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The implementation of Video Assistant Referee (VAR) in Italy has been controversial, but according to a look at the statistics, it has for the most part done its job to fix clear and obvious errors.

Italian sports paper Gazzetta Dello Sport compiled all the times VAR has been used through 346 matches, 330 in Serie A and 16 in the Coppa Italia. There were 1,736 checks (916 goals, 464 penalties and 356 red cards) with 105 corrections and just 17 errors where the referee and assistant made the wrong decision. Eight of those errors did affect the result, which is an issue that will surely be addressed by the Italian officiating organization.

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But overall, Gazzetta found that in the VAR era, referee errors only amounted to 0.98 percent during a match, as opposed to 6.03 percent in the past. In addition, fouls are down 8.8 percent, red cards are down 6.4 percent, and yellow cards are down 14.7 percent. On the flip side, penalty kicks are called 4.3 more percent of the time.

The Premier League voted recently not to add VAR to its league matches next season, while top leagues in Germany, Italy and in Major League Soccer and the United Soccer League continue to use it.

VAR decisions at World Cup to be explained on giant screens

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FLORENCE, Italy (AP) Fans attending World Cup matches in Russia won’t be left wondering about the reasons behind decisions of the video assistant referee.

After the VAR’s decision is made, replays will be shown on giant screens inside the stadiums accompanied by a written explanation.

It’s all part of the VAR information system that FIFA unveiled Wednesday .

[ MORE: Man Utd makes historic hire ]

FIFA will place someone in the VOR (video operations room) who will listen in to the VAR’s decisions and communicate them to both TV commentators and stadium personnel operating the giant screens.

“So we will have graphics on the giant screens, we will have replays after the decision on the giant screens, and we will also inform the fans about the outcome of a VAR incident and review,” said Sebastian Runge, group leader of football innovation at FIFA.

With the VAR making its tournament debut during the June 14-July 15 World Cup, FIFA is holding its final training camp this month for the 99 match officials – 36 referees and 63 assistants – who have been selected to go to Russia.

Thirteen VARs have been pre-selected and are being trained at Italy’s Coverciano complex, and FIFA referees chief Pierluigi Collina said more VARs and VAR assistants will be chosen from the 99 match officials.

Three of the 13 VARs come from Italy’s Serie A and two from Germany’s Bundesliga – elite competitions that already use video assistants.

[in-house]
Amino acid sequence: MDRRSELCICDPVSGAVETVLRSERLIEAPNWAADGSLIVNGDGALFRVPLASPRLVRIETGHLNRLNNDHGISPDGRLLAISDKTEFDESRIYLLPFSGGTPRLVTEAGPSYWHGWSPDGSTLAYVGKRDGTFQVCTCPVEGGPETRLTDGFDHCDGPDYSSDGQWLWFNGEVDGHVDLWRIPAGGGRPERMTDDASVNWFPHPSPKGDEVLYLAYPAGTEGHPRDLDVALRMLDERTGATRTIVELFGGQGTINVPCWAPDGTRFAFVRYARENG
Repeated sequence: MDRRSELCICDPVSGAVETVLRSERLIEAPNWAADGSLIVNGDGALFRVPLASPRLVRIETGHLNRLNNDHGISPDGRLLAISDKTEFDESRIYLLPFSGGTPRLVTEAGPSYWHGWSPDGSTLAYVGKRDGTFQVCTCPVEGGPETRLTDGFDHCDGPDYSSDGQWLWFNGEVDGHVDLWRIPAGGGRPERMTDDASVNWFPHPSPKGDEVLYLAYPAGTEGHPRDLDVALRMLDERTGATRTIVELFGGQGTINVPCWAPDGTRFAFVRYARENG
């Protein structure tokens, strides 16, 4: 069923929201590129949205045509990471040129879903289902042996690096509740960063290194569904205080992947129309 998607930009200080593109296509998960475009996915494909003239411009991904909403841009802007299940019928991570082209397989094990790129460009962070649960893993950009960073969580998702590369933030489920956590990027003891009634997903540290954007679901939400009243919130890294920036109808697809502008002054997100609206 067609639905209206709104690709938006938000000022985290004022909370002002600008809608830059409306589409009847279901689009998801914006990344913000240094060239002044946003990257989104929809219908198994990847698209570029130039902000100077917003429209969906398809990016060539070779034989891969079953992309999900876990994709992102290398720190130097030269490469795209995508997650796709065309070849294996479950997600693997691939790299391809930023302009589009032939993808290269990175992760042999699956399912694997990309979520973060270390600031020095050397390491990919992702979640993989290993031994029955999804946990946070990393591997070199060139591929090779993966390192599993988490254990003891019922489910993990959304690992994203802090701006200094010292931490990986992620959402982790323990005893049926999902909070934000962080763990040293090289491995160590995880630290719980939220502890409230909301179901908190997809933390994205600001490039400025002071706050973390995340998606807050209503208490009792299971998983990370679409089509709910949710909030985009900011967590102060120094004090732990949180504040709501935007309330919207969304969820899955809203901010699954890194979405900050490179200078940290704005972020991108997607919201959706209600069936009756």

The VAR can support the referee in four game-changing situations: goals and offenses leading up to a goal, penalty decisions and offenses leading up to a penalty, direct red card incidents and cases of mistaken identity.

Still, VARs in both Italy and Germany have received vehement criticism for long delays and bungled decisions this season.

On Monday, Mainz was awarded a penalty during halftime against a rival Freiburg side that had already left the pitch for the break – prompting the unusual scene of a team returning from the changing room to defend a penalty.

“Yesterday we had already discussed this incident here and gave match officials and VARs clear indication about what should be done if something similar in FIFA competition – specifically the World Cup – happens,” Collina said without providing further detail.

Collina added that the VAR should not be overused, adding that ideally it would intervene at all in a match.

“The goal of VAR is to avoid major mistakes,” Collina said. “The objective is not to have clear and obvious mistakes committed on the field of play. This is the target, the goal is not to re-referee the match using technology.

“There will continue to be incidents when a final answer will not be given and there will be different opinions,” Collina added.

Among other items involving the VAR:


FIFA will follow the Bundesliga model of a central control center for the VAR rather than using trucks outside stadiums.

“We will have all of the referees based in Moscow so there won’t be any stress in terms of travel,” Collina said.

For each match, Collina will select one VAR and three assistant VARs.

Training operation rooms presented to media included six monitors for the VARs and two more for technical assistants enabling the VARs to see requested replays.

There could be up to four technical assistants in the room for World Cup matches.


FIFA will install two extra cameras at matches to monitor offside decisions.

The cameras will be in addition to the 33 cameras used for broadcasters and they will be installed under stadium roofs.

Broadcasters will not have direct access to the cameras but if they are used by the VAR then broadcasters can show the video.

Runge added that three dimensional technology – considered the ultimate strategy for determining offside – is not ready for real-time access yet.


VARs will not officiate more than one match per day.

“It’s not like watching a match on the sofa sipping coffee,” Collina said.

Collina, who officiated Brazil’s 2-0 win over Germany in the 2002 World Cup final, explained why the VARs will wear track suits similar to referees’ on-pitch attire.

“The reason is at the end they sweat as much as someone on the field, because the tension is very high,” Collina said. “They can’t do two matches per day – it’s too stressful.”


The Moscow control center will be connected to match officials via a fiber optic network.

If the network fails, the backup plan includes an old-fashioned land telephone line and a telephone stationed near the fourth referee for emergency use.

“Worst-case scenario includes a backup plan on site. That’s when the IBC is down – no power, no fiber network,” Runge said. “Then we have a plan in place where the fourth official would become the VAR and the fourth official would be replaced by the reserve referee.

“We have a cabin in the broadcast compound from where we send all of the feeds to the IBC anyway. That cabin can be turned into a smaller, light version of the VOR.”

Hacking has also been considered.

“We are aware that there might be something but our IT department put measurements in place that will protect us from that,” Runge said.


In extraordinary circumstances, FIFA will hold post-match briefings to explain decisions in greater detail.

“If something should happen that we think should properly and accurately be explained – and it doesn’t matter if it’s related to VAR or something different – if it is a matter to explain the background of a decision, as an exception certainly we will do it,” Collina said.

“But it won’t be a post-match press conference for every match, explaining every single decision taken during every single match.”